Yes. There are some tires that are specially designed to be used on trailers. These tires include the letters "ST" in the size specification that is listed on the sidewall. The "ST" stands for "special trailer." ST trailer-designated tires have a stronger sidewall than an automobile or truck tire and can handle higher air pressures and higher loads.
Yes. Trailer tires should be inflated to their maximum air pressure. The value for the maximum air pressure will be listed on the tire's sidewall, along with the value for the maximum load.
These values will designate the maximum load at a maximum psi. For example, if the tire is rated at 1,610 lbs. maximum at 65 psi, the tire can carry 1,610 lbs. of weight if the air pressure is at the maximum of 65 psi. At the maximum air pressure, the tires will perform and wear best, thus helping you achieve the best gas mileage.
If a trailer tire is inflated to a lower air pressure than the maximum, the amount of weight that the tire can carry will be reduced. If a heavier load is put on the trailer tire than what is recommended for that air pressure, the sidewall of the tire could overheat and cause the tire to fail.
It is important that you always inflate your tires when they are cold. It is also important to remember that if a tire is overinflated, it will wear more in the center of the tread, completely around the tire. If a tire is underinflated, it will wear on the outside edges of the tread, completely around the tire. Maintaining the correct air pressure in your trailer tires can substantially increase tire longevity.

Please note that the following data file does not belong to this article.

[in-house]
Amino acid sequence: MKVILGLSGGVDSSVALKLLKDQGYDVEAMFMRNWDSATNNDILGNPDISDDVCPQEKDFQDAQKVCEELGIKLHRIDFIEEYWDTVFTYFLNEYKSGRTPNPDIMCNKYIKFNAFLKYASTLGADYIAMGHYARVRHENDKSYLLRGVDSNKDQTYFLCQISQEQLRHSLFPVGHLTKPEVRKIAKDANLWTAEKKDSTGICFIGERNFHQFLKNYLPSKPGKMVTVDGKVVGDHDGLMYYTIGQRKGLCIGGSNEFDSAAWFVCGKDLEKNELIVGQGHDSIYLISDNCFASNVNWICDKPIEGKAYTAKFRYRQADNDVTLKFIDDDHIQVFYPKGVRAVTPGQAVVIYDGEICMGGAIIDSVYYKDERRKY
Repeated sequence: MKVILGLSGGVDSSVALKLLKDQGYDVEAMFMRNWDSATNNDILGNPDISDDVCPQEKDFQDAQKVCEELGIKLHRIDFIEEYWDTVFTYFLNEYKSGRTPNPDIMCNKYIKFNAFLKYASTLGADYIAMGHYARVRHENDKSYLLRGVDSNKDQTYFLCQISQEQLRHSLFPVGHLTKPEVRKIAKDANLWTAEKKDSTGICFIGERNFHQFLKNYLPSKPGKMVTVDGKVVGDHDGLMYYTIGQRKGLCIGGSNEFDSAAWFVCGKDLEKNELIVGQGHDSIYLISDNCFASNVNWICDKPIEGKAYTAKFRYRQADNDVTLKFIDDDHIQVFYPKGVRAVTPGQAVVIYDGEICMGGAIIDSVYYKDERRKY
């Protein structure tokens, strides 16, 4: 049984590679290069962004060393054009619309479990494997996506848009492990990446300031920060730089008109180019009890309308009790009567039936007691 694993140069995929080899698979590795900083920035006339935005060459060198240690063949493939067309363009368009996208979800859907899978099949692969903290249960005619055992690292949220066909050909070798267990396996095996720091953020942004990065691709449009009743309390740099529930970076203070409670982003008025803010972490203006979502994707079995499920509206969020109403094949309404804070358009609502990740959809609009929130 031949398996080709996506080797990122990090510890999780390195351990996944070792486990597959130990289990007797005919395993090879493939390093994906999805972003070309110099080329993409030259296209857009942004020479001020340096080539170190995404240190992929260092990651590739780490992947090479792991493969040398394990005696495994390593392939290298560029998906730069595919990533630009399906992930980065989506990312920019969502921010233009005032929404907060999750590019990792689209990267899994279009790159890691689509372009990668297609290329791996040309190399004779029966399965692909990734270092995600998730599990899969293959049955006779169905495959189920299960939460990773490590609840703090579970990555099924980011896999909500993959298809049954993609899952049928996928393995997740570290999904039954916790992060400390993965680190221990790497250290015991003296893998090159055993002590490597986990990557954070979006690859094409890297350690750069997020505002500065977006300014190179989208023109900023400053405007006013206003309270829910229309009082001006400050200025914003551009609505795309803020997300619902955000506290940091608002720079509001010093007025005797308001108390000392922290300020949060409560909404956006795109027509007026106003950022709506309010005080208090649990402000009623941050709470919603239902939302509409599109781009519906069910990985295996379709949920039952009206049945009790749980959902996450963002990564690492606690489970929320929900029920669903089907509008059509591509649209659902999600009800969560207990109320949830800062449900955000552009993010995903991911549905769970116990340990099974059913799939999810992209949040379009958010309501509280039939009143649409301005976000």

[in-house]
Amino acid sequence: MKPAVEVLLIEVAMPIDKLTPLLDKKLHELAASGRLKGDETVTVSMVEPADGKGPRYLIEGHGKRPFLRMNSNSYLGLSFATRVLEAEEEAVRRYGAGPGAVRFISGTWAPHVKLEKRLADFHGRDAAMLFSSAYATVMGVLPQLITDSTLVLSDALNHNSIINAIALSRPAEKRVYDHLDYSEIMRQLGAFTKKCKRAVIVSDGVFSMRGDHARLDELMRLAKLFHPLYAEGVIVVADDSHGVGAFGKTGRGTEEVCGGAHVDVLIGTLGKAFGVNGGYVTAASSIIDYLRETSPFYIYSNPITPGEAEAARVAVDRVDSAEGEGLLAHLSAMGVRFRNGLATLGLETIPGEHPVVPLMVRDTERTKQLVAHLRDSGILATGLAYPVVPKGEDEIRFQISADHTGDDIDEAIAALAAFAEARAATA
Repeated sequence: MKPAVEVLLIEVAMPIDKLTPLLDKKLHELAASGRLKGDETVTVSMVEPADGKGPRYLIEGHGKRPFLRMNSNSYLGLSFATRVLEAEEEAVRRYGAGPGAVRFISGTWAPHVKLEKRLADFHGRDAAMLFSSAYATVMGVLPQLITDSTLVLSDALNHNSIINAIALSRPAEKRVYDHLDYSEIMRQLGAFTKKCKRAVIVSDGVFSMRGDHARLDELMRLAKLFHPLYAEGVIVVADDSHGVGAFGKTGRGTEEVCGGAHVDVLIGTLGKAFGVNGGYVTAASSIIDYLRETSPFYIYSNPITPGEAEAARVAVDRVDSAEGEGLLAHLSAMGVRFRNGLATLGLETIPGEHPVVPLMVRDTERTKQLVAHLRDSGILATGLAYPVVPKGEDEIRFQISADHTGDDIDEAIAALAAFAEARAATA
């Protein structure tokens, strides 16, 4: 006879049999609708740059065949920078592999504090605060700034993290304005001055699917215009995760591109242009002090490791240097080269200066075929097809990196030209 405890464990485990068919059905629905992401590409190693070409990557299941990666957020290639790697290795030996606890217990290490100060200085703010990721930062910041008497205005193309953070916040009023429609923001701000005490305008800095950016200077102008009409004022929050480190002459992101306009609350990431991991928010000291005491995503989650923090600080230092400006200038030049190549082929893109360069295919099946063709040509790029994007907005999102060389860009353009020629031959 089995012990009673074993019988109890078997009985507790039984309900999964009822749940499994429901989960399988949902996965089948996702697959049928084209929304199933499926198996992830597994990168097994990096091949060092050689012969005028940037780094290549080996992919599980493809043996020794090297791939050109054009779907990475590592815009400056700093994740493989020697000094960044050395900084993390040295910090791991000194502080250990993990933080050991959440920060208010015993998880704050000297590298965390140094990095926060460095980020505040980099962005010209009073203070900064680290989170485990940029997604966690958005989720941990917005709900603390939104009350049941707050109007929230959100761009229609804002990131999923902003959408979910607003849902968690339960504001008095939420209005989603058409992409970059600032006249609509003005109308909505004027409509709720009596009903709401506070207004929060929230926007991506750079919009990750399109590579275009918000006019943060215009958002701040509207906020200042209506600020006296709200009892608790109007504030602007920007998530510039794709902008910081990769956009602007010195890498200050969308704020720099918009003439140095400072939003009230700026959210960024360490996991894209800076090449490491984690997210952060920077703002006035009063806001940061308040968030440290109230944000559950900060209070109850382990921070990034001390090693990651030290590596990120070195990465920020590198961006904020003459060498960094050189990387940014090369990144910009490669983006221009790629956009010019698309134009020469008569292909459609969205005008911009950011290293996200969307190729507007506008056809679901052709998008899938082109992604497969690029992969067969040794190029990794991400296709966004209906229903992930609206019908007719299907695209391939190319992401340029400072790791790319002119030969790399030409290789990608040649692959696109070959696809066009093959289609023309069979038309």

The load range branded on a tire’s sidewall identifies how much load the tire is designed to carry at its industry-specified pressure. Trailer tires feature named load ranges that ascend in alphabetical order (B, C, D, E, F, G, H). Letters further along the alphabet identify stronger tires that can withstand higher inflation pressures and carry heavier loads (for example, a D rating is stronger than a C rating).
Many years ago, the “ply” was a literal numeric description of the number of layers of body ply layers of cotton fabric used in a given tire. Advanced technology and development of higher strength nylon cords allowed the tire manufacturer to use fewer body plies, yet maintain strength of the tire body.
Today`s “ply ratings” do not count the actual number of body ply layers used to make up the tire’s internal structure, but indicate an equivalent strength compared to early cotton fabric bias ply tires.
Most modern tires have only one or two body plies, and trailer/truck tires, even those with heavy-duty ratings (10-, 12- or 14-ply rated), actually have only two or three fabric plies, or one steel body ply. Listed below are today’s common tire load ranges and the equivalent “ply rating” of each:
Load Range B = 4 ply rating
Load Range C = 6 ply rating
Load Range D = 8 ply rating
Load range E = 10 ply rating
Load Range F = 12 ply rating
Load Range G = 14 ply rating
Load Range H = 16 ply rating
Yes. Special trailer tires are usually rated to operate at a maximum speed of 65 mph. If you exceed 65 mph, the tire may overheat and fail. If a tire is rated to run at a higher speed than 65 mph, this information will be listed on the trailer's sidewall.
Yes. You should always use tires of the same size, load range, and construction on a trailer. If your tires don't match, you could experience problems of overloading and overheating, which can lead to tire failure and result in both equipment damage as well as in bodily injury.